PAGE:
As you may have guessed, Linda’s daughters are also compassionate, successful young women. Paula graduated from Augustana University—Sioux Falls, and is an RN who also served in the Peace Corps. Crystal graduated from Concordia College—Moorhead with a music degree. Linda and husband Doug are now empty nesters enjoying their grandson and awaiting the arrival of another in December. But don’t expect Linda to slow down any time soon. Besides WMI, there’s always someone—or an organization—that needs her help—and she’s more than eager to assist.



A Teacher Tell-All on Metal Fabrication at Wyoming Machine, Inc.

How Government Grants are Building Interest in Manufacturing Careers and Helping Reduce the Labor Shortage

Jacob Krautkremer, Industrial Technology Teacher at Roseville High School


When people order a part from Wyoming Machine, they usually think quality, timing and price. What people seldom think, is just what it takes to make a part that meets exacting specifications. Lori and Traci Tapani, Co-Presidents of WMI, recently got a fresh reminder of that when Jacob Krautkremer, a Roseville, Minn., high school industrial technology teacher, spent three days with Wyoming Machine. He came to absorb what metal fabrication entails, from start to finish. According to Jacob:  “I had no idea how many people it takes to manufacture a part. So many people need to work so well together to create a perfect part.”


WMI employees from the Tapani sisters and engineering, to production, quality control and packaging, eagerly assisted Jacob. He even toured a WMI vendor’s painting facility.

Government Grants Doing Good

Jacob’s internship was made possible via funding from the Perkins Career and Technical Education Act IV, passed in 2006. Its purpose is to fund programs to enhance secondary and post-secondary education and career development for technical education. Funding is channeled to career and technical education consortiums across the country at the secondary and post secondary levels. Jacob’s internship will help him develop a manufacturing curriculum for Roseville High School which he will lead, pending the passage of a bonding bill.


According to Jacob, “We’re even hoping to include internships at manufacturers so our students get real world experience that will help them know if manufacturing is a viable option before they graduate.” These days Roseville schools are encouraging students to learn about careers as early as seventh and eighth grade beginning with student interest surveys.

Wyoming Machine at the Forefront

WMI has sent employees to share manufacturing career experiences with eighth graders in area schools. And school tours at WMI? For many years. In fact, the Tapani sisters are national leaders in workforce training and development having won numerous national honors. It’s all a part of helping students find good-paying careers without a four-year degree. It’s also about filling the Manufacturing Institute’s estimate of 2,000,000 manufacturing jobs going unfilled in the next 10 years.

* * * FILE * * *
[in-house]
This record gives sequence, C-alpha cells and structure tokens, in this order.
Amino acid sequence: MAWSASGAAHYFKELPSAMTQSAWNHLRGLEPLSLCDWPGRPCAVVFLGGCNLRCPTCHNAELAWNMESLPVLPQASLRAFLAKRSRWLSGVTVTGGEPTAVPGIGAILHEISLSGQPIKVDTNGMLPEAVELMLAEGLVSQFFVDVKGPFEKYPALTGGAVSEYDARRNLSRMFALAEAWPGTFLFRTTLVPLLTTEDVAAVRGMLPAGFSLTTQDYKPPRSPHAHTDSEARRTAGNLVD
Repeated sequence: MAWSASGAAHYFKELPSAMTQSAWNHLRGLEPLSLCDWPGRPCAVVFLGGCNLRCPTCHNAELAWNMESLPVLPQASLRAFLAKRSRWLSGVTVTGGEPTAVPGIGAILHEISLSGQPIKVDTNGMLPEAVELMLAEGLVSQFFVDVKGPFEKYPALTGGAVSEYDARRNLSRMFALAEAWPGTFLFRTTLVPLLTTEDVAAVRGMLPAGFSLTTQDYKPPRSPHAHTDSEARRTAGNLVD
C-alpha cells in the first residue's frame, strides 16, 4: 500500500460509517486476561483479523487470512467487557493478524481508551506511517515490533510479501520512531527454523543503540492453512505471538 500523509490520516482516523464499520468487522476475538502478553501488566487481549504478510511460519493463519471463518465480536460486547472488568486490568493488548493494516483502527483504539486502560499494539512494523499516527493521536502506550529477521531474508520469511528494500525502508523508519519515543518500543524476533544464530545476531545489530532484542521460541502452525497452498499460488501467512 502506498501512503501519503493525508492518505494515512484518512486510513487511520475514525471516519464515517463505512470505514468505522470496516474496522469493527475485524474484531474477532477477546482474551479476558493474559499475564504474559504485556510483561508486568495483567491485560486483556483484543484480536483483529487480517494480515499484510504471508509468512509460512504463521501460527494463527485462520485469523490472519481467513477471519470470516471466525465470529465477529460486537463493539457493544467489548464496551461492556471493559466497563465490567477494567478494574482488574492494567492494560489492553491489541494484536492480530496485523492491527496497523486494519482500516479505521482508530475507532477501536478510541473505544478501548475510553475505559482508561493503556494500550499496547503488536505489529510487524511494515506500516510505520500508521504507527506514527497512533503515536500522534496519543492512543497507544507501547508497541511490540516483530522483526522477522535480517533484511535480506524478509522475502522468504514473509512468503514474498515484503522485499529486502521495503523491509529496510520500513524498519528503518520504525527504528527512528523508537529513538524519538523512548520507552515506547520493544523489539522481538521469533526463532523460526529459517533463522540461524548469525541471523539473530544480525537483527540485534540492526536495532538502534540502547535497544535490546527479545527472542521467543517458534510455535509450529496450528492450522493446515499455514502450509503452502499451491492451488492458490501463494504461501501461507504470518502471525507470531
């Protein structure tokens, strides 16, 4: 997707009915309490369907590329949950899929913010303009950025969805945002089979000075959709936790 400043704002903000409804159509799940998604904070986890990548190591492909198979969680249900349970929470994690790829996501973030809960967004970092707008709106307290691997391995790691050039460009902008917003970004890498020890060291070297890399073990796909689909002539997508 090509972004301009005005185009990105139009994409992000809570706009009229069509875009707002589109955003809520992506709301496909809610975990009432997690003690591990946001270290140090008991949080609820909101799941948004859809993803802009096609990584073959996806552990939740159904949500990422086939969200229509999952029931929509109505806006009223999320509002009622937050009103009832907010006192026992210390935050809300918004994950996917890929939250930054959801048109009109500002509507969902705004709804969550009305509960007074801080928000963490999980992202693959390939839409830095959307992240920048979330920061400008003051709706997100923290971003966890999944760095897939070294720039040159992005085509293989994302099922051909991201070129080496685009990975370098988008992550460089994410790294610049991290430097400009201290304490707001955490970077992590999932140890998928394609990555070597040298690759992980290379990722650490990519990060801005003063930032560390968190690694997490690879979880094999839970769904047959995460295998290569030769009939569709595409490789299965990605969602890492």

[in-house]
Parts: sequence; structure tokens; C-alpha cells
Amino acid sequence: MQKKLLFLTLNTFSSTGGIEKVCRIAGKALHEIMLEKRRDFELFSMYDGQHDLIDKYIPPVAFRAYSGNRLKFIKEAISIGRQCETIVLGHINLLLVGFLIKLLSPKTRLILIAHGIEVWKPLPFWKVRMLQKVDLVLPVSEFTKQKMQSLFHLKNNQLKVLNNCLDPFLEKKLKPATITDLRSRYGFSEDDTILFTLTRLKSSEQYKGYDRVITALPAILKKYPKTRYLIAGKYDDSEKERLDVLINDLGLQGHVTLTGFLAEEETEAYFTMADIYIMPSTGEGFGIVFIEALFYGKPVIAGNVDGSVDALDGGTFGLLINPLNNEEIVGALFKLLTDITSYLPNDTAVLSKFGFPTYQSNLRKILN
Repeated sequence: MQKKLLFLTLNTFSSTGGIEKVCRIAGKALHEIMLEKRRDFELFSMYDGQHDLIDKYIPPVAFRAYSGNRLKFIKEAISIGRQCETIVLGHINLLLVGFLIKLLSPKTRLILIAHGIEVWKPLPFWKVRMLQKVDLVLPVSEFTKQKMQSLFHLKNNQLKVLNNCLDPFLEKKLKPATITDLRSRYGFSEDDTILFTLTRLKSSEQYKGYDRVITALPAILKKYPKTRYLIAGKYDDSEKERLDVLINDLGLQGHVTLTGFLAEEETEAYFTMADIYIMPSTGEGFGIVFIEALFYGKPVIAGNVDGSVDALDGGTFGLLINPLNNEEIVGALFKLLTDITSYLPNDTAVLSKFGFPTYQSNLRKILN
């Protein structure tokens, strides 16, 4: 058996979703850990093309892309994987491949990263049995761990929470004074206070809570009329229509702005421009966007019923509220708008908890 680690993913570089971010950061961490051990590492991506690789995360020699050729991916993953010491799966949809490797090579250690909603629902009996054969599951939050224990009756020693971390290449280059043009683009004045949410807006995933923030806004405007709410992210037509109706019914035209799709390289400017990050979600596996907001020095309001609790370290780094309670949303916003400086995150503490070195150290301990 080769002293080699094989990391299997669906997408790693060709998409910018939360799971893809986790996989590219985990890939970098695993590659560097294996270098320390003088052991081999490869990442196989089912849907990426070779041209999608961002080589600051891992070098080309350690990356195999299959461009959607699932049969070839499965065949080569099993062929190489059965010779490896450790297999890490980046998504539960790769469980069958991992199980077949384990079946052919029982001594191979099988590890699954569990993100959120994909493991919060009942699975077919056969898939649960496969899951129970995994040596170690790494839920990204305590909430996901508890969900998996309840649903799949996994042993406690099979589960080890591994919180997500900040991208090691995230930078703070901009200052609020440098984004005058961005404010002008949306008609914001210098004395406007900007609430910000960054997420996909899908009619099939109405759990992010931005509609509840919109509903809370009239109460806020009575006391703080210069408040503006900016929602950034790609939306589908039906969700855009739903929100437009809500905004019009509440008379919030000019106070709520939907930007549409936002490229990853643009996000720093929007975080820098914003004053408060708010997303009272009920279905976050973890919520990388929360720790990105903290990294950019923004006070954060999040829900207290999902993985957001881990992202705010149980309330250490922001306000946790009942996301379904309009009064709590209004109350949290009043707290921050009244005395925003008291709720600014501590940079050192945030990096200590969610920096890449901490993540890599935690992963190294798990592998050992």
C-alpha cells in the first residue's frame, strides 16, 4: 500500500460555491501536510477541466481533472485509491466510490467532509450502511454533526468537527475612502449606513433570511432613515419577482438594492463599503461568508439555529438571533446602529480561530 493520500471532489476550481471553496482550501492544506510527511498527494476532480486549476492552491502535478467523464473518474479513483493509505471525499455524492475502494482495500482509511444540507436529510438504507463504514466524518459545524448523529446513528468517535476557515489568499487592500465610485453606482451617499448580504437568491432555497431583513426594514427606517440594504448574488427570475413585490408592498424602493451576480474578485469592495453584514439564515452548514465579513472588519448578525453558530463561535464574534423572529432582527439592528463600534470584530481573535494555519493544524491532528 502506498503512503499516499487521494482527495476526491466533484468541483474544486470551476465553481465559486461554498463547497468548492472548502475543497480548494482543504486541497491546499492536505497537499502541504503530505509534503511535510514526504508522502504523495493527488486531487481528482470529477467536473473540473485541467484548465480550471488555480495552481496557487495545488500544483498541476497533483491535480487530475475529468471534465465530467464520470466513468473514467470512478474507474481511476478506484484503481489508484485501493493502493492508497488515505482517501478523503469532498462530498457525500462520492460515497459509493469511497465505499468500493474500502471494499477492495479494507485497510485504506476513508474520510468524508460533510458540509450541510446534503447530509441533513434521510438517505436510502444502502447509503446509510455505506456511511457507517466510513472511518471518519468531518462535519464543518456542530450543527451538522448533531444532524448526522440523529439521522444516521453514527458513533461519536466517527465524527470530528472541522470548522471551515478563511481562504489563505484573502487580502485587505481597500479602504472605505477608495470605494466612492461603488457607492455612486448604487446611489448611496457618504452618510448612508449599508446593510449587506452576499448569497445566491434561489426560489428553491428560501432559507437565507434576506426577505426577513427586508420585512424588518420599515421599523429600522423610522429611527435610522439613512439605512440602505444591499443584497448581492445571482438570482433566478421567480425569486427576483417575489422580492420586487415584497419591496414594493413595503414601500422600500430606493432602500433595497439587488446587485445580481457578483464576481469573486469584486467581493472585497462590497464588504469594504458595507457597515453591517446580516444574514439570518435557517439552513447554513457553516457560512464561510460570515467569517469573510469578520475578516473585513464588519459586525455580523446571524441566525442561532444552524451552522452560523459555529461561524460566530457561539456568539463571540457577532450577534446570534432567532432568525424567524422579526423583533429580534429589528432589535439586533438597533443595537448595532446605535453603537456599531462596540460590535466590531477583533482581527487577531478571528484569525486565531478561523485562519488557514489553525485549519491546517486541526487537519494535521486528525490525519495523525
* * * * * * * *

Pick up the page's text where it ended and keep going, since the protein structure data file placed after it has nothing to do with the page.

Reaping Results at Pine Technical and Community College

Such efforts are beginning to pay off. Pine Technical and Community College (PTCC) in Pine City, Minn., is experiencing record enrollment this fall. President Joe Mulford believes that the increased emphasis on uniting high school and technical college teachers with employers is creating better curricula and more inspired students. The increased enrollment is proof of that.

PTCC even “shares” equipment with area high schools. “We take it to them,” said Joe. “We load it in a trailer—lathe, mill, desktop CNC controller—for student exposure. They keep it for a month to try it out. No one school can purchase it all. But in a region—we can help all. We share curriculum with people, host technical education events, and bring possibilities to small schools that wouldn’t have previously dreamed of such a thing. We’re all coming together.”

Employee Development Also a Winner

Employee growth is also a factor. “The Tapani sisters have made employee development a part of their soul. It’s a foundation of their company,” Joe said. “You can get a job, but if you want a career, you’re going to need training,” Joe said. PTCC’s enrollment has increased so much that they’re adding night classes for their advanced manufacturing major. Everyone wins.”

In fact, Wyoming Machine hosts virtual classes on Interactive Television (ITC) from PTCC for employees wanting to advance their careers. They can learn and earn degrees without commuting to PTCC.


Jacob’s Take-Aways

The biggest surprise for Jacob? Size and speed. ”I knew it would be high-tech, but some equipment was as big as my living room—humongous! These are automatic and hydraulic operated machines. We use hand tools,” said Jacob. The capabilities nearly dumbfounded him. Employees demonstrated their standard brake press, and then showed Jacob their new CNC model with automatic tool loading. “It was shocking. Whereas the old press took maybe 30 minutes to prepare for a run, the new CNC press was ready in less than five minutes.”

While few high schools will have the large machines Jacob saw, Jacob learned plenty about things he can teach. Welding and blueprint reading are two good examples. “If my students are reading blueprints and know how to do the small stuff,” Jacob said, “they can learn the big stuff.”